There’s a tendency to always look askance at any film in which the story focuses on an African-American who is given a helping hand by a white person.
Not that there haven’t been egregious examples of films in which the beneficent white person plays savior to the beleaguered black person. But not all films with that set-up are condescending, as some would have it.
Still, the politics of race are so muddled that it’s automatically read in some quarters as paternalistic and arrogant, as though this is Hollywood’s perpetual message: that the only possible way that a black person could get out from under is with help from someone white.
But what if a story is true? Sure, it’s easy to dismiss “The Blind Side” as another of these films, based on the commercials – “Sandra Bullocks saves a Negro.” It’s only when you actually watch the whole film and see her spitfire performance – and the heartfelt one by newcomer Quinton Aaron as Michael Oher, the teen whose live she changes – that you see how unfair that kind of generalization can be.
Based on Oher’s true story, “The Blind Side” is adapted from the book by Michael Lewis, about the sudden change in Oher’s life when Leigh Ann Tuohy (Bullock) became part of it, almost by accident.
A homeless teen who is accepted into a Christian private school, Oher is lost in that world, with no study habits, poor reading skills and no home. But the gentle giant becomes a figure of fascination for Tuohy’s son, S.J. (Jae Head), a much younger student at the same school. He chats Big Mike up one day before his mother picks up him up – and later, on a chilly evening as they’re leaving the high school after a volleyball game of her daughter’s, Leigh Anne spots Big Mike walking in the dark and cold, in shorts and with no place to go. So she takes him in.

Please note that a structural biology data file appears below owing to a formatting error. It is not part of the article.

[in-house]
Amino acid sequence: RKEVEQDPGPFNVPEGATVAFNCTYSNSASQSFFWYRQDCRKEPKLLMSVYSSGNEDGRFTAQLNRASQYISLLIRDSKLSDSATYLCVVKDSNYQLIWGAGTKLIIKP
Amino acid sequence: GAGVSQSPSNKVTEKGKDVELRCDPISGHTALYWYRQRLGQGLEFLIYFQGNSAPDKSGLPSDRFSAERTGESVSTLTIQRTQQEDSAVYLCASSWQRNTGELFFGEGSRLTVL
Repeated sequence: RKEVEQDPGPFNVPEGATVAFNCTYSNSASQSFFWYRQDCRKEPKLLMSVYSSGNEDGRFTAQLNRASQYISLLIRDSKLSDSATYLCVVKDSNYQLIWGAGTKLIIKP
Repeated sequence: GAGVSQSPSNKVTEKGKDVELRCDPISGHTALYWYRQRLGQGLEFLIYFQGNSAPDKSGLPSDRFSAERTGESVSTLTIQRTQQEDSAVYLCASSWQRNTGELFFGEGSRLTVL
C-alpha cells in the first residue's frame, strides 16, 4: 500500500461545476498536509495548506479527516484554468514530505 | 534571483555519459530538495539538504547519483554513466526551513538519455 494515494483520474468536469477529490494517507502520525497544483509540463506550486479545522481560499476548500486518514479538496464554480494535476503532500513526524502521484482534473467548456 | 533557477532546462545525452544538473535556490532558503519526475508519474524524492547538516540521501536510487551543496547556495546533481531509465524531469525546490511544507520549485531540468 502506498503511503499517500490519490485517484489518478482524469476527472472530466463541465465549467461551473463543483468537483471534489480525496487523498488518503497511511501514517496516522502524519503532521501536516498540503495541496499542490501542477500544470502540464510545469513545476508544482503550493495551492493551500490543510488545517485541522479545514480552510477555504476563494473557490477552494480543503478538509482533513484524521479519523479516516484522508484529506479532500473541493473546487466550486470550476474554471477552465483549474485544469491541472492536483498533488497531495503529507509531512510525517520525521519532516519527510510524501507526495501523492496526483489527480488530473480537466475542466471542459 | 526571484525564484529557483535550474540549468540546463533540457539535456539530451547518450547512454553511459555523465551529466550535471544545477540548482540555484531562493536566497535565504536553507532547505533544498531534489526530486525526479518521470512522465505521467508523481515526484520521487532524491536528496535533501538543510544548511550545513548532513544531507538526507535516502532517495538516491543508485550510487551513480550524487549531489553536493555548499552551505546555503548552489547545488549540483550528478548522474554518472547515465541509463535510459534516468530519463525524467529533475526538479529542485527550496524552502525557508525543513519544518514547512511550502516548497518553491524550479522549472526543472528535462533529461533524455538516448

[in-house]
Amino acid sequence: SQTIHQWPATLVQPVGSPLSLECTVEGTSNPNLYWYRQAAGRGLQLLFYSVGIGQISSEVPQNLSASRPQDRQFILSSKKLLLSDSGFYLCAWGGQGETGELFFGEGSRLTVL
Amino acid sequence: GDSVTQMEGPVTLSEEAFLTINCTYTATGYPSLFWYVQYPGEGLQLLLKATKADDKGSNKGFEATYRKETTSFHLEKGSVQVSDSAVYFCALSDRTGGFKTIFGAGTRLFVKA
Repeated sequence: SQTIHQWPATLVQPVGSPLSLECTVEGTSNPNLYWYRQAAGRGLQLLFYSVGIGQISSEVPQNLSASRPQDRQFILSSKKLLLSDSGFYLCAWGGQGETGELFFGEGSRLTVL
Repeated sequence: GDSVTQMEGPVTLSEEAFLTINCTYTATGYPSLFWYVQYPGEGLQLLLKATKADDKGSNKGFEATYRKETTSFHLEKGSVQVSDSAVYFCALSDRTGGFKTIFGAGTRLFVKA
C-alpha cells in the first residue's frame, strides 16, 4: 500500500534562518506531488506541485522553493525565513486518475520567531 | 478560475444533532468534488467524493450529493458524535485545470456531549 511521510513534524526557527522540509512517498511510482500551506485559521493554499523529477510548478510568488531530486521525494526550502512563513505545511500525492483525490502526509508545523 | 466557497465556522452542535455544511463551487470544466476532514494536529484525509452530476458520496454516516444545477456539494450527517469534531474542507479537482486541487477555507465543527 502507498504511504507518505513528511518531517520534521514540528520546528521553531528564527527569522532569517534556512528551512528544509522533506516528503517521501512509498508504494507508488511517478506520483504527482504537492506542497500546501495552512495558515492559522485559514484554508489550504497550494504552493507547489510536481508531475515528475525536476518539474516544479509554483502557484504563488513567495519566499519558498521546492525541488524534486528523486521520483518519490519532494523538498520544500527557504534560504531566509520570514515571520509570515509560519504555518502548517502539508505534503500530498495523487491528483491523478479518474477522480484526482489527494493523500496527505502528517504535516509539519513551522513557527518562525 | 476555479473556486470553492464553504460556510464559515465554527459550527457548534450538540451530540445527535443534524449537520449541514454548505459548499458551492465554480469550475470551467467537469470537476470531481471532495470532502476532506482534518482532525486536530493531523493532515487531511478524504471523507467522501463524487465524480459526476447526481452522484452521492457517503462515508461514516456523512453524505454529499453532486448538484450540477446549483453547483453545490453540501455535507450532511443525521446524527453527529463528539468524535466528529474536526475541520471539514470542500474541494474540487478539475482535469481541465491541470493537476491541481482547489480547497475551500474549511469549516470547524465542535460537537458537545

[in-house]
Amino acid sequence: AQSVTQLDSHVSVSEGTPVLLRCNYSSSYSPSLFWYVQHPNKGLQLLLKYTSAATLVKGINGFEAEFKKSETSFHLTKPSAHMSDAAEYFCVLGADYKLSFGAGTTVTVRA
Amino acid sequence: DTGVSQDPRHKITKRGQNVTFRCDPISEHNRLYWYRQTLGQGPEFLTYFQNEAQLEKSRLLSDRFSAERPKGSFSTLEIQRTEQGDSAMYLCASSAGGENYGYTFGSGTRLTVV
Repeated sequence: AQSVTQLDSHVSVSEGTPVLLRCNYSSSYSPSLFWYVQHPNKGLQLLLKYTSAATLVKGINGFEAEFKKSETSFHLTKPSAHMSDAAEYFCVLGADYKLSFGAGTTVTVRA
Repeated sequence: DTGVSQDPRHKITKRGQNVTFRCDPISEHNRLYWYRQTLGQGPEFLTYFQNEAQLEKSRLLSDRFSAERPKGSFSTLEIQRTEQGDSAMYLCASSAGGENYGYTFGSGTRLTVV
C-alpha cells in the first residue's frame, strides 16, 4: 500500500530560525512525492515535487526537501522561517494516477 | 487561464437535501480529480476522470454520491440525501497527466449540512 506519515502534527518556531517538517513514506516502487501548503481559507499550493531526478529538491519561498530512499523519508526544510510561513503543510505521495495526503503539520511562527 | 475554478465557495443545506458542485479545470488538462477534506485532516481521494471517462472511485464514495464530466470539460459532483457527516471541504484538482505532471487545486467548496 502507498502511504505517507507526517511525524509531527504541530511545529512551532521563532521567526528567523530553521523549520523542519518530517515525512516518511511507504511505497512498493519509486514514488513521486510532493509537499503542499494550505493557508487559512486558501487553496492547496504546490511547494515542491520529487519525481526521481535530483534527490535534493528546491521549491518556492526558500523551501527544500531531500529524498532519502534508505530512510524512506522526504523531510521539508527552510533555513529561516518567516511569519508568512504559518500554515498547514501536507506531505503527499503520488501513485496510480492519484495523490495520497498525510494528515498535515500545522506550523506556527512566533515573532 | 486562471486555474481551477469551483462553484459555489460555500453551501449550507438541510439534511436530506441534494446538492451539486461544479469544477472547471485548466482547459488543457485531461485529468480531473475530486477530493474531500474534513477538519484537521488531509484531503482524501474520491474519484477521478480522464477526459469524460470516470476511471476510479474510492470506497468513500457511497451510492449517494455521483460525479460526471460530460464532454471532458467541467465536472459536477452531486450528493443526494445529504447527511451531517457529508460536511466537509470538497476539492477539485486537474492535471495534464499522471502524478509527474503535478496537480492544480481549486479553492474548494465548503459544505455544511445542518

Leigh Anne is a designer and socialite in Memphis, conservative wife of a well-off businessman who owns dozens of Taco Bell franchises. She welcomes Oher into her home out of a motherly sense of concern for a person in trouble – and is so moved by his story that she offers to let him live with her family, which he does.
Before long, he has his own room; she helps him learn to study and buys him clothes (he favors striped rugby shirts). He improves his grades, pleased at his ability to achieve – and gets them to a level where he’s eligible to go out for football (though he’s never really played before).
Leigh Anne also gradually unearths Michael’s history: child of a crack-addicted mother, his life spent shuttling between uncaring foster homes. He has always known want and seldom received kindness, until the Tuohys adopt him.
There are few big melodramatic scenes – a key football game, an encounter with his old neighborhood crew – but plenty of small and affecting dramatic ones. This moving film is about the little moments of emotional discovery – for both Leigh Anne and Michael.
It’s nice to see Bullock play a character who isn’t ditzy or dithering. She imbues this good-hearted woman with a hard, shiny exterior that doesn’t disguise the protective instincts of a mother bear. She’s a snippy know-it-all – but an endearing one, who isn’t afraid to speak her mind, even in the most harrowing of circumstances.
Aaron has the saddest eyes I’ve ever seen and uses them to good effect as a massive teen who has never learned his own strength. Aaron captures the incongruity of someone who is able disguise his fear because his size intimidates others. He also shows us a different Michael, when the Tuohys’ care brings him out of himself.
The real Michael Oher is now a rookie lineman in the NFL, a first-round draft choice of the Baltimore Ravens after an all-American college career at Ole Miss. But he wouldn’t be there without the care and love of a pistol-packing Republican socialite from an affluent Southern suburb, who took an interest at a point when no one else would.
Her spirit and generosity for a stranger are the heart of “The Blind Side.” Ultimately, race has nothing to do with the truth of the emotions this film elicits from an audience. It’s a solid movie, whether you’re color blind or not.